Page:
The size of the increase - the largest in more than three years - was a surprise and should be treated with caution because month-on-month data can be volatile. Yet it generally fits in which the picture from our latest Manufacturing Outlook survey that the worst may be behind the sector. It also backs up our survey suggesting that there are no concrete signs that uncertainty associated with the upcoming referendum has had a major impact on manufacturing so far.
Most sectors gained ground
After the mixed picture across manufacturing in recent months, the performance of most sectors turned positive. Pharmaceuticals showed the strongest gain, no doubt helped by the end of the patent cliff leading to increased R&D activity in key pharmaceutical companies and , in turn, new drugs coming through the pipeline. Transport was also robust, suggesting that the demand for motor vehicles is holding up and the aerospace industry is still working its way through a large backlog of orders. At the same time, there was more evidence that the weakness of manufacturers embedded in the oil and gas, and steel, supply chains is bottoming out.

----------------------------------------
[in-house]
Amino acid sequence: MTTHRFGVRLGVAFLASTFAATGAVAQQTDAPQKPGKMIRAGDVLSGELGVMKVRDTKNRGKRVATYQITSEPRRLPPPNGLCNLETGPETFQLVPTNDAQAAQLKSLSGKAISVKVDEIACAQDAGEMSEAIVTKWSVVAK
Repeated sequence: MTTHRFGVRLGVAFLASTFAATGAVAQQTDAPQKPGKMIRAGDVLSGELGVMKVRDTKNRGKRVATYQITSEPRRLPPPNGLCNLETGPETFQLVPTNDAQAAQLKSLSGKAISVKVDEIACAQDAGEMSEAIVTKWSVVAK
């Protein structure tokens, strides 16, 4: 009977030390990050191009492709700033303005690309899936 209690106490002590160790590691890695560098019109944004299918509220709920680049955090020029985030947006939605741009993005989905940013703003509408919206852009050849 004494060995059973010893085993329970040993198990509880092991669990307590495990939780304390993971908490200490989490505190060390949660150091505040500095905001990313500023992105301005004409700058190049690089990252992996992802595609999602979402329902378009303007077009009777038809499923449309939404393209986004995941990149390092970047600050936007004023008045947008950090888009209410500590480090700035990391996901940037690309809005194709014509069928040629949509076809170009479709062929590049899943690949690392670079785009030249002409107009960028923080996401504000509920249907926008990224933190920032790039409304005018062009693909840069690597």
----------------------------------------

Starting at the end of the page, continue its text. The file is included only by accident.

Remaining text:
The bottom line
While today’s data might not be enough to push manufacturing back into growth in 2016q2, it is generally in line with our survey suggesting that manufacturing seems to be turning a corner. The drag from the challenges facing manufacturing over the last year or so – weak global growth, the low oil price and the global oversupply of steel – appear to be easing and the sector looks set to return to growth in the second half of this year.